Published Monday Nov 12, 2018
Six seniors at Tennessee Tech recently shared the innovative experiential learning opportunities that are preparing them for work in the challenging field of child life with professionals from across the southeast.
Through cross-disciplinary case studies and interprofessional pediatric simulations for child life students at Tech, Lila Easter of Hendersonville, Lindsey Harris of Millington, Sarah Dowd of Alamo, Kari Lockmiller of Chattanooga, Robin Hales of Columbia and Cole Matthews of Dayton got a closer look at what their professional experiences will be like, experiences they presented on while attending the newly-established Southeastern Association of Child Life Professionals conference in Hunstville, Alabama.
“Child life specialists are there to make scary situations less scary,” Easter said.
A child life specialist is a psychosocial team member who serves children and families during times of situations of stress. These specialists are trained to assist children and families in coping with the stress of healthcare experiences and are equipped to provide interventions to support the child and family’s continued development.
They are found primarily in the hospital environment and are expanding to include children of adult patients and specialty areas, such as pediatric outpatient healthcare facilities, specialized camps, funeral homes and hospice.
Child life specialists work with people in different fields, from occupational therapists, physical therapists, nurses and physicians. The simulation lab – which was proposed by the Tech’s School of Nursing — these students had with nursing students gave them an idea of what to expect in the field.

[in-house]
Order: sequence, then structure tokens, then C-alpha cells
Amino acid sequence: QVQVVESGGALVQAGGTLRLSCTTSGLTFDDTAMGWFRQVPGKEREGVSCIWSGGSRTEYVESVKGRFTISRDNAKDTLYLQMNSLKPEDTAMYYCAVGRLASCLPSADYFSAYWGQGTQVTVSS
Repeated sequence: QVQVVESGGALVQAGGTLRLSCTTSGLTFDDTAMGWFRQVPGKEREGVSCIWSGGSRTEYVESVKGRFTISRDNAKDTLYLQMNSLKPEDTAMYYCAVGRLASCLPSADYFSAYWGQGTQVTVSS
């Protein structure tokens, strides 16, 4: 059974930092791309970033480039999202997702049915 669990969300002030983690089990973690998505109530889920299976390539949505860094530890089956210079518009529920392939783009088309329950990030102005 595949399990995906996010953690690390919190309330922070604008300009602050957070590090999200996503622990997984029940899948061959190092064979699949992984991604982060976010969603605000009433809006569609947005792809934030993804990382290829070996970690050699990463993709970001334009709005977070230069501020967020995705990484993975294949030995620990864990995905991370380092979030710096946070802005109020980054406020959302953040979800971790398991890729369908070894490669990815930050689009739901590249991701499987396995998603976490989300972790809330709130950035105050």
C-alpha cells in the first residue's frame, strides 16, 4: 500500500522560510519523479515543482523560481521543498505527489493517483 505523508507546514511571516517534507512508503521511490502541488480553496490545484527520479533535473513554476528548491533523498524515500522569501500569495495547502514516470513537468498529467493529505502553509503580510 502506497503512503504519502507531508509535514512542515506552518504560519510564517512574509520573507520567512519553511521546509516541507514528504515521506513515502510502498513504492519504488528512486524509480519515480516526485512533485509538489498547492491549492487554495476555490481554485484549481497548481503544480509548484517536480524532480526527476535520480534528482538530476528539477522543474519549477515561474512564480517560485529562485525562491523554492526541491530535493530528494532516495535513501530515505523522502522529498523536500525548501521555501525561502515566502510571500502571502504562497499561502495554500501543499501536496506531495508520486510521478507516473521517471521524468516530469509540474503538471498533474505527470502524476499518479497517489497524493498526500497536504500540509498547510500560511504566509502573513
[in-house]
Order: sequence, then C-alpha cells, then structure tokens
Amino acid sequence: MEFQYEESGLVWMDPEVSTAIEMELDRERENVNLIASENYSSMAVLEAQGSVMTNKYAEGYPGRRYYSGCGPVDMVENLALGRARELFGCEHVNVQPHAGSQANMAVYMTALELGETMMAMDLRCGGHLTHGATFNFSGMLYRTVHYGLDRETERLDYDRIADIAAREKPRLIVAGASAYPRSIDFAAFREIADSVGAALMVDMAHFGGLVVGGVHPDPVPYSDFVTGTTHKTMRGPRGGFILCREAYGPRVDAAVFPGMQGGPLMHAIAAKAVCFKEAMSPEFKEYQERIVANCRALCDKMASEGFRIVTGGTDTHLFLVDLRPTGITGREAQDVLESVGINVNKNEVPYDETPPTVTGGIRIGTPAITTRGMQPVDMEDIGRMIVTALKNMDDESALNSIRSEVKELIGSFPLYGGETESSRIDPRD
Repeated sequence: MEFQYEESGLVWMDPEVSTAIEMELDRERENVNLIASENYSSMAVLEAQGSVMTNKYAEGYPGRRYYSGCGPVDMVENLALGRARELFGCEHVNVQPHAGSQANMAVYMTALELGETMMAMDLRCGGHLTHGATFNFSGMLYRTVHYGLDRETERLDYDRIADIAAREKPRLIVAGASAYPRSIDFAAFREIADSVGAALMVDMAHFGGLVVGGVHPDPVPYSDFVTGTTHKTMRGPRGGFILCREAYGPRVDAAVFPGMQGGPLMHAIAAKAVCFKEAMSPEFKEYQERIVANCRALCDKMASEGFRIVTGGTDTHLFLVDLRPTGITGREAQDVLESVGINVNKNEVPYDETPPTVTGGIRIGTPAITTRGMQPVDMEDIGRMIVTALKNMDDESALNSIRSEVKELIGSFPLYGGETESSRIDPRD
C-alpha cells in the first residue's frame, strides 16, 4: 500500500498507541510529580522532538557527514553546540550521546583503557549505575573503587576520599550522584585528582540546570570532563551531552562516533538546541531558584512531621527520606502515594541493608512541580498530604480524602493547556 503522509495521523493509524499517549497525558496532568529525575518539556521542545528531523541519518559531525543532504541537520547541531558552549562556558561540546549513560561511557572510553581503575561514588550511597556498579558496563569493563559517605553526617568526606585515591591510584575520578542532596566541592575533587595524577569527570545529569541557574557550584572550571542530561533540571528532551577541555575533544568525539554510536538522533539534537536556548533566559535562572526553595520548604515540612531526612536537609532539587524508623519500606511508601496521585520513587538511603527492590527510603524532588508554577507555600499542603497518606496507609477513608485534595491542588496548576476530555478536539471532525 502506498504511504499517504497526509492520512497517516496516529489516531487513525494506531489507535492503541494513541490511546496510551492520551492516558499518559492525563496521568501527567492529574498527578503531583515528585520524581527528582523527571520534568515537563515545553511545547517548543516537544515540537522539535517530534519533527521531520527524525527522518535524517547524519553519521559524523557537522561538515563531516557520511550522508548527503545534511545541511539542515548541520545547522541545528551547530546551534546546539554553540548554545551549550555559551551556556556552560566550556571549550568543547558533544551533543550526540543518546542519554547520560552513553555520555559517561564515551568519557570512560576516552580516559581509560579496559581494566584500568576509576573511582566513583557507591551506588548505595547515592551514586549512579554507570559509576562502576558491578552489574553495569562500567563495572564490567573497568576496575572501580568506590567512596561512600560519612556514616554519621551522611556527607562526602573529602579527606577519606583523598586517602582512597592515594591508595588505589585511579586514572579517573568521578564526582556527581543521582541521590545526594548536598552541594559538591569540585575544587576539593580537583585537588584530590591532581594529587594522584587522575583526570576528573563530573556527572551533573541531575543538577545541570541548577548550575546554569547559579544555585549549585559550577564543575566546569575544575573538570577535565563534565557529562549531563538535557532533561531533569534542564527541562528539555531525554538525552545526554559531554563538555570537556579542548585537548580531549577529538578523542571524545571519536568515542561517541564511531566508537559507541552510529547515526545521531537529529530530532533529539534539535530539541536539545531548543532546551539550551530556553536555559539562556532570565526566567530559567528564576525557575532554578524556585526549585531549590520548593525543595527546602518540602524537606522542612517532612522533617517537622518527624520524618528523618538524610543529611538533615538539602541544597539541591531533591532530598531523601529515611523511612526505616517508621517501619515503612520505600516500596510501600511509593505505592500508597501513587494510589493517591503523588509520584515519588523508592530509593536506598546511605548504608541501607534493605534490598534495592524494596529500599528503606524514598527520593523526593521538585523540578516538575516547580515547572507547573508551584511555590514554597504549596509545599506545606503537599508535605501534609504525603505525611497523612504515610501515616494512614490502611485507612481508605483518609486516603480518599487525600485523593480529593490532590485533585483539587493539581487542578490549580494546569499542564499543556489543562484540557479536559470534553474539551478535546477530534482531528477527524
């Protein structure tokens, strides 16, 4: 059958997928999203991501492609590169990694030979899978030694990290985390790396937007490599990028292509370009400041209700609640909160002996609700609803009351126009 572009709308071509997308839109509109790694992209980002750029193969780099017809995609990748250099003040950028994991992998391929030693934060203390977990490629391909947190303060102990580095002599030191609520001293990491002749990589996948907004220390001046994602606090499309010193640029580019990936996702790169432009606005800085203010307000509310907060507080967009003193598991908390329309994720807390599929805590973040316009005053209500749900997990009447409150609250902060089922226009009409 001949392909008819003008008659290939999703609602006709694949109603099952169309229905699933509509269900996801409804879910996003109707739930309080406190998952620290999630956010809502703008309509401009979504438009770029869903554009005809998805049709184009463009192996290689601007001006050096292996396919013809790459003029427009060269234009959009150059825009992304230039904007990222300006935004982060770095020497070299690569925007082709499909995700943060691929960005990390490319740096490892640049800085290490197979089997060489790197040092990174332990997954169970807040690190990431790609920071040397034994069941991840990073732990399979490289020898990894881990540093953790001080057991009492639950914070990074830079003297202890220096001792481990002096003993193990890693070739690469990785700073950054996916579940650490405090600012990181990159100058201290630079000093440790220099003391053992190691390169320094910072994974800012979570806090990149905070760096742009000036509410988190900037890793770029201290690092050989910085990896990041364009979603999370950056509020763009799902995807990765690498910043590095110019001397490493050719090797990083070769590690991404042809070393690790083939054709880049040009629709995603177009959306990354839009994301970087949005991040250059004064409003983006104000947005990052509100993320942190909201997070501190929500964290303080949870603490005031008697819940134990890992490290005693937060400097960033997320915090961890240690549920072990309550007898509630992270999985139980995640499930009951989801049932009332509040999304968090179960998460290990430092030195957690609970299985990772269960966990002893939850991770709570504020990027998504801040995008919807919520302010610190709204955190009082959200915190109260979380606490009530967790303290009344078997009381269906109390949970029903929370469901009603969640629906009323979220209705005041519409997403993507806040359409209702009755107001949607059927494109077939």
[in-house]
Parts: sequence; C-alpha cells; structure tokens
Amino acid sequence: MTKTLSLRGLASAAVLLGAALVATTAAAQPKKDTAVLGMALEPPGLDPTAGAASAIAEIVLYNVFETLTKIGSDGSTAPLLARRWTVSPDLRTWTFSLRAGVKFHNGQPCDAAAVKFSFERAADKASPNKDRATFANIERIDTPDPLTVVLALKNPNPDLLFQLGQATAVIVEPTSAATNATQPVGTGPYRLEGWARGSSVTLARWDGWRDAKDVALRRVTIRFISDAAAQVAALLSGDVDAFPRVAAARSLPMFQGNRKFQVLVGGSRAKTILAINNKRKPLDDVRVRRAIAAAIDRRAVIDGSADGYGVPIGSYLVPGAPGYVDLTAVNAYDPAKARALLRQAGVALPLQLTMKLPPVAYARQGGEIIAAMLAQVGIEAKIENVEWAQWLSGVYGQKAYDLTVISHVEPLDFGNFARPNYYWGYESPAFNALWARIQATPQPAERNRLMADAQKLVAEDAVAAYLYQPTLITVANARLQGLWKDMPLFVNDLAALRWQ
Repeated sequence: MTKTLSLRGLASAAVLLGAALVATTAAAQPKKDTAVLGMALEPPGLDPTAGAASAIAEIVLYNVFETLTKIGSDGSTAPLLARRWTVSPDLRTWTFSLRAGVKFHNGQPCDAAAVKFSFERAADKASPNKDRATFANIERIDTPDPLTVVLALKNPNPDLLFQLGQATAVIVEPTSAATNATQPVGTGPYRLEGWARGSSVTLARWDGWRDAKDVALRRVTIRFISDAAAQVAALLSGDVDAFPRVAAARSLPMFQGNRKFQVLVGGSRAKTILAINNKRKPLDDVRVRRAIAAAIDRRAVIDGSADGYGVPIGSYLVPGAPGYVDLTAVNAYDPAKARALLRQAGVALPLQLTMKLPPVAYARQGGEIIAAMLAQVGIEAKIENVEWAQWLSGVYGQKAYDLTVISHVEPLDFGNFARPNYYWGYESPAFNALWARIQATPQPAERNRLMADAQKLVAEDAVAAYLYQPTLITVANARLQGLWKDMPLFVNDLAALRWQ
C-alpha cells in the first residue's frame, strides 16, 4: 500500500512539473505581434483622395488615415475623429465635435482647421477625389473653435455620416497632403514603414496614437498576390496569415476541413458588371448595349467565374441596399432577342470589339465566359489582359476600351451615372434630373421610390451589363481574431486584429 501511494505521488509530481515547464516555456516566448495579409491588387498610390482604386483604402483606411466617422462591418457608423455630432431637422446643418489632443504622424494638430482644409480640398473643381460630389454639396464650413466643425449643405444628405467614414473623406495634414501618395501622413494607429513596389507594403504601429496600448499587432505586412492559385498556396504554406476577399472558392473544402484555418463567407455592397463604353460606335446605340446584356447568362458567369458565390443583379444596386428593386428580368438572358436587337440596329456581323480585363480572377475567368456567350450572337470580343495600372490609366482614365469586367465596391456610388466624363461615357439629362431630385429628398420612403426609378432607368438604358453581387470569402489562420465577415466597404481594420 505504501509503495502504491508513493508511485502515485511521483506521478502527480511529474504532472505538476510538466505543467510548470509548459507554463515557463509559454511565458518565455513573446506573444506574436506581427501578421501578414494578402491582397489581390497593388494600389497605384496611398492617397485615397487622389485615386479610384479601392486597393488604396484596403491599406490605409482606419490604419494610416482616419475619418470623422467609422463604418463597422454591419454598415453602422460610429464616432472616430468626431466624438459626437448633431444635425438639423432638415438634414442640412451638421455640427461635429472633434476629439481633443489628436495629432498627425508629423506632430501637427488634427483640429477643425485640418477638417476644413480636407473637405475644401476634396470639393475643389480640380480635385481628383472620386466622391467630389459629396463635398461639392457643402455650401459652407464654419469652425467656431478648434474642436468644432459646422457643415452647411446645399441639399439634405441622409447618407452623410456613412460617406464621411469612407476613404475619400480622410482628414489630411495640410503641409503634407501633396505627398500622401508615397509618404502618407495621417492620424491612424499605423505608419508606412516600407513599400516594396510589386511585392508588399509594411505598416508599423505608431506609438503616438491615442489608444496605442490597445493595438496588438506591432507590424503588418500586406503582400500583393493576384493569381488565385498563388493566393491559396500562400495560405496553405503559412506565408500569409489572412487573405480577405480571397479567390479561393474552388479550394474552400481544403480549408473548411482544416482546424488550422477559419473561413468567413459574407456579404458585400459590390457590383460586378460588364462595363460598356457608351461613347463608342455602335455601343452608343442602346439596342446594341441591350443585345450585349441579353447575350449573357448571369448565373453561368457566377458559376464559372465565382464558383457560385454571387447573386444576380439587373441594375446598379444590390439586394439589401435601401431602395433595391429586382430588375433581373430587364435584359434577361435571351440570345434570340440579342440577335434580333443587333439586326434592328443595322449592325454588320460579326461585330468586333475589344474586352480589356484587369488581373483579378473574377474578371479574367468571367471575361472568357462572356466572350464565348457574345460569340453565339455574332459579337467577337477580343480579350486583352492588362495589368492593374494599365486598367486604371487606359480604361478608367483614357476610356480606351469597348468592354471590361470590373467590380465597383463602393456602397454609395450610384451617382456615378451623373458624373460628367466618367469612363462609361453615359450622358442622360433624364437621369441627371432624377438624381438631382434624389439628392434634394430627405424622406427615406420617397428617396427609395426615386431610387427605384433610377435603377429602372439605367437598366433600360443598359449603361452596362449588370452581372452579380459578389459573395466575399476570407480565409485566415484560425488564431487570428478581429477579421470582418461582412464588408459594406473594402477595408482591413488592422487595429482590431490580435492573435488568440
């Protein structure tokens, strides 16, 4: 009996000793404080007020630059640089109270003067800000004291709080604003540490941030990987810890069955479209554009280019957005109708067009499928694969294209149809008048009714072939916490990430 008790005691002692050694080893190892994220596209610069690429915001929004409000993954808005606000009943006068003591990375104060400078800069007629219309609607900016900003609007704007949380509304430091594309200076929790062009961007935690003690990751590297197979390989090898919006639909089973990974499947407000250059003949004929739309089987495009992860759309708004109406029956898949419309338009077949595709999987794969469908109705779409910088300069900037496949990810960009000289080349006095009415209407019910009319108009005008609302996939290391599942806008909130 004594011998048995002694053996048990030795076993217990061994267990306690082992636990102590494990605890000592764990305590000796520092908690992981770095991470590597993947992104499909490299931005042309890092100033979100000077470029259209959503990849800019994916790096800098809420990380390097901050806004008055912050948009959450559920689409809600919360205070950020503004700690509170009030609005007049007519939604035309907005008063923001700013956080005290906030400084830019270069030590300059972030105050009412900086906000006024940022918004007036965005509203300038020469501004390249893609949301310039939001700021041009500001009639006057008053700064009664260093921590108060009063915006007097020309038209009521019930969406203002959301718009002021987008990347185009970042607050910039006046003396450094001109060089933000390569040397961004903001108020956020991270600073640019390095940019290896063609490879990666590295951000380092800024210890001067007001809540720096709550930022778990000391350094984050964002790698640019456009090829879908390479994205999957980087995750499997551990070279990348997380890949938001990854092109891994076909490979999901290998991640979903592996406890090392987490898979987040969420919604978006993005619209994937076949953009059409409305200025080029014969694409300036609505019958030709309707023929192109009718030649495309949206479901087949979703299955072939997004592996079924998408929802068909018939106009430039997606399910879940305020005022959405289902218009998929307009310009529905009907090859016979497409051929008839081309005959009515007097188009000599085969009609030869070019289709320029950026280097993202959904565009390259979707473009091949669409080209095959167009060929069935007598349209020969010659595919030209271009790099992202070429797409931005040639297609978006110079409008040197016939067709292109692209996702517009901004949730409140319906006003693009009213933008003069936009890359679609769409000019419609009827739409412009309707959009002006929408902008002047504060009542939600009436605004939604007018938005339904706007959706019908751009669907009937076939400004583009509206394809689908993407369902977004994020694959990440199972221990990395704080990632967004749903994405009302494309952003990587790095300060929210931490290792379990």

The nursing students played the roles of family members and medical professionals.
“The case study targeted both nursing and child life and how they each come up with their own plan of care,” Easter said.
They were given a scenario of a family’s crisis situation which gave them the opportunity to see how each person would approach the case and care for each person in the family.
Tech’s program is the first of its kind to be offered at the bachelor’s level in the state and is directed by a certified child life specialist, giving students the opportunity to learn from the professionals and to work with children and families throughout the curriculum.
In order to earn a bachelor of science degree in human ecology, child life concentration, students must be accepted into and successfully complete an internship, which is supervised by a certified child life specialist.
The seniors got their experiences all over the country. Harris spent her time in Memphis, Dowd spent time in Savannah, Georgia, Easter was also in Memphis at St. Jude, Lockmiller was in Oklahoma while Hales was in San Antonio, Texas.
Matthews is in the process of applying for an internship.
“It prepared me to be very confident in situations,” Hales said. “It showed me that we have to go above and beyond and be professional in any situation.”
The Southeastern Association of Child Life Professionals is a regional group supporting child life students, academics and clinicians in Mississippi, Tennessee and Alabama that strives to prepare a solid foundation for students to grow and creates networking and professional development opportunities for professionals.
Lila Easter and Sarah Dowd, child life students, work with a nurse in the simulation lab.
Child life students Lila Easter, Sarah Dowd and Kari Lockmiller in the simulation lab.